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Occupy Wall Street: Can it ever match tea party clout?

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To be sure, the left has its own parallel groups and backers. But their clout has been diminishing, argues Mr. Kazin. Private-sector labor unions have been in steady decline, he notes, and other liberal groups have changed so they cater more to middle-class social causes (the environment, same-sex marriage) than to the economic concerns of ordinary workers.

Occupy Wall Street could become a remedy to that for the left. The Wall Street protests in part express the frustration of a “lost generation” of young Americans facing high student-loan debts and grim job prospects. But they have rallied support from liberal groups ranging from labor unions to MoveOn.org, which added a “virtual march on Wall Street” to its website on Oct. 5. Film celebrities like Michael Moore and Susan Sarandon have lent their voices.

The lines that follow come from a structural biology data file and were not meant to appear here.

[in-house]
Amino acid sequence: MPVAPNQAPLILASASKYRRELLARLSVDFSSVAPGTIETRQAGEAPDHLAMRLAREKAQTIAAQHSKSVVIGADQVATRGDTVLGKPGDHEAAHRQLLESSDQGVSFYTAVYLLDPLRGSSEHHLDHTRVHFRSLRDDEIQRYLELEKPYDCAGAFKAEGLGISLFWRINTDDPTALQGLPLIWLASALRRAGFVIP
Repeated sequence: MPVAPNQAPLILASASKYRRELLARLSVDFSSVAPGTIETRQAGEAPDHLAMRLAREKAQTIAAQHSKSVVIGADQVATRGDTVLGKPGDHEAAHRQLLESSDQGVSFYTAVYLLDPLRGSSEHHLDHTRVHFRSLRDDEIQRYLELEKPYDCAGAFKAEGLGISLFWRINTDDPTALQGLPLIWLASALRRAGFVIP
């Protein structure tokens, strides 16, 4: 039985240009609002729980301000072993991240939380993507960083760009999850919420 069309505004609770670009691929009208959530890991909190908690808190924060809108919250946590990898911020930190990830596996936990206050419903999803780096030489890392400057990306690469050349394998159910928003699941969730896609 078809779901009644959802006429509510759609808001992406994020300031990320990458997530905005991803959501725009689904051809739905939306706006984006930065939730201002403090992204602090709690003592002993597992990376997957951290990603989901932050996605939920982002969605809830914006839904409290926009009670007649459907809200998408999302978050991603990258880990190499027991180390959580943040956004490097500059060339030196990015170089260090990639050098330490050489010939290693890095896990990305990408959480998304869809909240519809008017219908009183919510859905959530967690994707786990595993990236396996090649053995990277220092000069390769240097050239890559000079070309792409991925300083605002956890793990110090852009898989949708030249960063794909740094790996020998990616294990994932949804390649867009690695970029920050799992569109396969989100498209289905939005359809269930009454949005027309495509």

The protests have also brought people like Paul Vena on board.

Mr. Vena, who attended a recent rally against Bank of America in Boston, lives in Burlington, Mass., a middle-class suburb outside the city. He says he’s not a protester by nature, but has grown deeply concerned about America’s future.

It doesn’t help that two of his sons, with college degrees in economics and business, are unemployed, and that he has recently had his own bout of joblessness.

If the economic problems aren’t addressed, he says, “I actually worry about a revolution coming in 2020 or later.”

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